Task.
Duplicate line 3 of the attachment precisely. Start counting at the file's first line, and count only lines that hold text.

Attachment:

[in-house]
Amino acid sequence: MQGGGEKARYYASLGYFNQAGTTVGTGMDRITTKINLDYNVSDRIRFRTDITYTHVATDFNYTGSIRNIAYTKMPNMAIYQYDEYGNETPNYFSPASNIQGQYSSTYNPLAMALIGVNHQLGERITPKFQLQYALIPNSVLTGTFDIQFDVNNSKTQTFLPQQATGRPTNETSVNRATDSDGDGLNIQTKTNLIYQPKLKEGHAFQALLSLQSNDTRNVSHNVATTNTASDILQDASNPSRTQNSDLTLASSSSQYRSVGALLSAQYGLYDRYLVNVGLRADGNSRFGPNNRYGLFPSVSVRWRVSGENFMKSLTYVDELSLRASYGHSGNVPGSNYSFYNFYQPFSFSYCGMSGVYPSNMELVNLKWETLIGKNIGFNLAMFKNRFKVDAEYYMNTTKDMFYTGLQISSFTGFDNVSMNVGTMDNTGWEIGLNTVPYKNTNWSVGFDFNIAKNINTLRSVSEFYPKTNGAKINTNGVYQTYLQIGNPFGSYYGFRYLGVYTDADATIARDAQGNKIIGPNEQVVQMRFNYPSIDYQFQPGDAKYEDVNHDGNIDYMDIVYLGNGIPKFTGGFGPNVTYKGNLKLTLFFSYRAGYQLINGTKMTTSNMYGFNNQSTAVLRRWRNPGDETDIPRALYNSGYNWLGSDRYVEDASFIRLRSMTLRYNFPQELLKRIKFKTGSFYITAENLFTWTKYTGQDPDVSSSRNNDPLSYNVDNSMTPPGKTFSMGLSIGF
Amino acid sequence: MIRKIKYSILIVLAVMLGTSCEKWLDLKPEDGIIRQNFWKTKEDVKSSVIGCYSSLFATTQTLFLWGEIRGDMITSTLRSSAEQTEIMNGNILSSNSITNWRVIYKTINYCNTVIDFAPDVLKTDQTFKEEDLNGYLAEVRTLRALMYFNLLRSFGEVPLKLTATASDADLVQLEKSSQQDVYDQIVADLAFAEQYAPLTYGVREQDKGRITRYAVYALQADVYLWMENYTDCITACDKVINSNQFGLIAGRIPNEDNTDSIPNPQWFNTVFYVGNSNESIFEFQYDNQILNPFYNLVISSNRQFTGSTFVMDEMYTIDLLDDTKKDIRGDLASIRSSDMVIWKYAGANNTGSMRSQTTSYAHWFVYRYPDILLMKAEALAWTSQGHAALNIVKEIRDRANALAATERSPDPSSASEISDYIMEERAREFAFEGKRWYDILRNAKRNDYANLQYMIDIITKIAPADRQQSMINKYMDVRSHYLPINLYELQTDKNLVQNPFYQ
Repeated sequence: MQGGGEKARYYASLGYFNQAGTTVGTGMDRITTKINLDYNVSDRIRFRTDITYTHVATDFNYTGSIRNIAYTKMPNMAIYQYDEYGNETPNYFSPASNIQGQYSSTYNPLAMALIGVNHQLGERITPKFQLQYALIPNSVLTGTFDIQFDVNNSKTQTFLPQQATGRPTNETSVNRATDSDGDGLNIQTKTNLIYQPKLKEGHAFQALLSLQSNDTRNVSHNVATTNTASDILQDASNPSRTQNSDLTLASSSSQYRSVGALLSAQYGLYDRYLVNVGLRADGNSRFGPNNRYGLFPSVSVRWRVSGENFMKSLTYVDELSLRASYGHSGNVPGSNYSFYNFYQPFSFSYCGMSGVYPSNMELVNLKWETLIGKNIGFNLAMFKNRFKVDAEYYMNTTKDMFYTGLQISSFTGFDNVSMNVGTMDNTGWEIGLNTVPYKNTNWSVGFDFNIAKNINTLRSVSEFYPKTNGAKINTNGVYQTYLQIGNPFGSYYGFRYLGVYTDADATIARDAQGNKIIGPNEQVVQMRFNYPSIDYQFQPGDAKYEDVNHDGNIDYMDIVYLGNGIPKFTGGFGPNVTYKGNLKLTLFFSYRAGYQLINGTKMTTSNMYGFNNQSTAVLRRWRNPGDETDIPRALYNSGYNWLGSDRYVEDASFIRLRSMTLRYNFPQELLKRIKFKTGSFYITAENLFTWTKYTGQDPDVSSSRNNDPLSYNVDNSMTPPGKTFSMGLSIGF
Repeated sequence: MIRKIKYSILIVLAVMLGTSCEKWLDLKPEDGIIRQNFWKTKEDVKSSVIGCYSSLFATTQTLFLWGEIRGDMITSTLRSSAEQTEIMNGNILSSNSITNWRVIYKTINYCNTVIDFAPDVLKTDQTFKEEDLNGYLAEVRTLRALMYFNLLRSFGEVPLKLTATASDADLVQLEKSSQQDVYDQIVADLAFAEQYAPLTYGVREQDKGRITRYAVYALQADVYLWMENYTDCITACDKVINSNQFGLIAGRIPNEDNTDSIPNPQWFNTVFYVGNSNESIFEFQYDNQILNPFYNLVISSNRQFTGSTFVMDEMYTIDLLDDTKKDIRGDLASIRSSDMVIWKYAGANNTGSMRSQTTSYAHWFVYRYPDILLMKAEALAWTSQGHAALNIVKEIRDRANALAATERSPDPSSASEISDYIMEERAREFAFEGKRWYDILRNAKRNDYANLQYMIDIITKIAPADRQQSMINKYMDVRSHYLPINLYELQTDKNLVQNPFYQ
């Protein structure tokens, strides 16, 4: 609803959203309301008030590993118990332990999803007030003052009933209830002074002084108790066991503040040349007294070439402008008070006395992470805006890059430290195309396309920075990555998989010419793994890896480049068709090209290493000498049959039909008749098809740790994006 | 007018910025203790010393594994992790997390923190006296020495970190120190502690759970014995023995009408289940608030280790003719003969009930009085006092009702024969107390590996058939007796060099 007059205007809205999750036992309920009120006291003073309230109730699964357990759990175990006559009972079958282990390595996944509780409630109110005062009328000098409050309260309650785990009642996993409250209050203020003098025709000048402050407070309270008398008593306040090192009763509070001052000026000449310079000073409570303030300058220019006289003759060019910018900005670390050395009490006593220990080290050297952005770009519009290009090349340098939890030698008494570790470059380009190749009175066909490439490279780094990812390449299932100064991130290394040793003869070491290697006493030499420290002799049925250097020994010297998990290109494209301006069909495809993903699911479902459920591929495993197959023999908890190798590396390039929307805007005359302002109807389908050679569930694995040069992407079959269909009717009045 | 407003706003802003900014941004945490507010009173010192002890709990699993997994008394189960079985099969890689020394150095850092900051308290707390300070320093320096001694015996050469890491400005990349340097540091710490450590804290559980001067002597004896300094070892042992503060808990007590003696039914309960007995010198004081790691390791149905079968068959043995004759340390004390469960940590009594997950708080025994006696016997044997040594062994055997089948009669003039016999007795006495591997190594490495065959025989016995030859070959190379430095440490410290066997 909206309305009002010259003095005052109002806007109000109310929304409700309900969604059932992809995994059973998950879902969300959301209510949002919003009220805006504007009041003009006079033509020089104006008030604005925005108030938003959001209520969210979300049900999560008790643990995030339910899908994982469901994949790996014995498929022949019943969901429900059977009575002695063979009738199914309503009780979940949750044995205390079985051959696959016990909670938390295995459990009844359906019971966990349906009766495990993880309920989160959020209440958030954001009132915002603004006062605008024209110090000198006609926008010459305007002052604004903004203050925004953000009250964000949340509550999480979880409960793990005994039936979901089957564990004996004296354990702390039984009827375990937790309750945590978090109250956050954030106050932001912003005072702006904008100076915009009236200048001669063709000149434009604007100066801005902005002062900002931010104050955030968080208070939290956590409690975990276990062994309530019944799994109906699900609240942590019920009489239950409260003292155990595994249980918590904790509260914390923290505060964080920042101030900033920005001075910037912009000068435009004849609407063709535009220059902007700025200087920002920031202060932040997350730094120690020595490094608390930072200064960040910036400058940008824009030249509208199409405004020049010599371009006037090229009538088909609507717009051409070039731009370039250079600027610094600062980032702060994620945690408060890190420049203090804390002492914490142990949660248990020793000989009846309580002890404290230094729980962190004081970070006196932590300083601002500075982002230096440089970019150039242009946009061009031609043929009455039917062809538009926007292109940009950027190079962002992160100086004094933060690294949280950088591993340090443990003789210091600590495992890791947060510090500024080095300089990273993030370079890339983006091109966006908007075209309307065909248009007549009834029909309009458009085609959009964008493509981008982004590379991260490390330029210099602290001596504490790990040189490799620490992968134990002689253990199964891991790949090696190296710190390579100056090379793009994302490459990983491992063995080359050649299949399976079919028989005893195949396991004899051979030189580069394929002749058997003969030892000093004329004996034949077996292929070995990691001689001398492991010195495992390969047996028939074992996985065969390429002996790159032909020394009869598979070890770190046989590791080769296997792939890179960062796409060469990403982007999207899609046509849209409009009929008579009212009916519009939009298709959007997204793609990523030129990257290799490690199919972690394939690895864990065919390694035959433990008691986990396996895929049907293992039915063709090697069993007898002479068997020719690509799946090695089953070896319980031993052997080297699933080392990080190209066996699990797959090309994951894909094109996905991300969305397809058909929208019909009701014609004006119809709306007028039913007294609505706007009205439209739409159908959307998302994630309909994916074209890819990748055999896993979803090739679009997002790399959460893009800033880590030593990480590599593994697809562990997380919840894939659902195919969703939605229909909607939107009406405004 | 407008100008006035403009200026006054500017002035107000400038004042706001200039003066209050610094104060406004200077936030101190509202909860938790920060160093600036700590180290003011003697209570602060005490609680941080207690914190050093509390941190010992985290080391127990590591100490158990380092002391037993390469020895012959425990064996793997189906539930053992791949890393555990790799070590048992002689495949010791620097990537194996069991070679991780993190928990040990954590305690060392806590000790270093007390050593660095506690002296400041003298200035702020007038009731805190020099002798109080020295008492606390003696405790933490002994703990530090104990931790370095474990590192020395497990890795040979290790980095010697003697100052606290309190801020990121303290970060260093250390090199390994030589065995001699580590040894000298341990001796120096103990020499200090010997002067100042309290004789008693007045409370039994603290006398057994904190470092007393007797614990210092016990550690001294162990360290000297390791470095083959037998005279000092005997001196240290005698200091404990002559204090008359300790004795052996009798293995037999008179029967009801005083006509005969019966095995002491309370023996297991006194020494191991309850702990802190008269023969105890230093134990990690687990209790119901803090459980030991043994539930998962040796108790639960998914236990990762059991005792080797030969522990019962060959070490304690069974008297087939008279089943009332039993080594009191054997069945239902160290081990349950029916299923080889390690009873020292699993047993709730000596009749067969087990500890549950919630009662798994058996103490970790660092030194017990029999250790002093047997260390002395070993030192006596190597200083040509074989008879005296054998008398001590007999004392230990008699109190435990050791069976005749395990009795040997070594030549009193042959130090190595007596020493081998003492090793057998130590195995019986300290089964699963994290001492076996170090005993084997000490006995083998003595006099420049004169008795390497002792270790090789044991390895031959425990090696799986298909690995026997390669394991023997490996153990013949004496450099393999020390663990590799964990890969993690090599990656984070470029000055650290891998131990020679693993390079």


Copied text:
Amino acid sequence: MIRKIKYSILIVLAVMLGTSCEKWLDLKPEDGIIRQNFWKTKEDVKSSVIGCYSSLFATTQTLFLWGEIRGDMITSTLRSSAEQTEIMNGNILSSNSITNWRVIYKTINYCNTVIDFAPDVLKTDQTFKEEDLNGYLAEVRTLRALMYFNLLRSFGEVPLKLTATASDADLVQLEKSSQQDVYDQIVADLAFAEQYAPLTYGVREQDKGRITRYAVYALQADVYLWMENYTDCITACDKVINSNQFGLIAGRIPNEDNTDSIPNPQWFNTVFYVGNSNESIFEFQYDNQILNPFYNLVISSNRQFTGSTFVMDEMYTIDLLDDTKKDIRGDLASIRSSDMVIWKYAGANNTGSMRSQTTSYAHWFVYRYPDILLMKAEALAWTSQGHAALNIVKEIRDRANALAATERSPDPSSASEISDYIMEERAREFAFEGKRWYDILRNAKRNDYANLQYMIDIITKIAPADRQQSMINKYMDVRSHYLPINLYELQTDKNLVQNPFYQ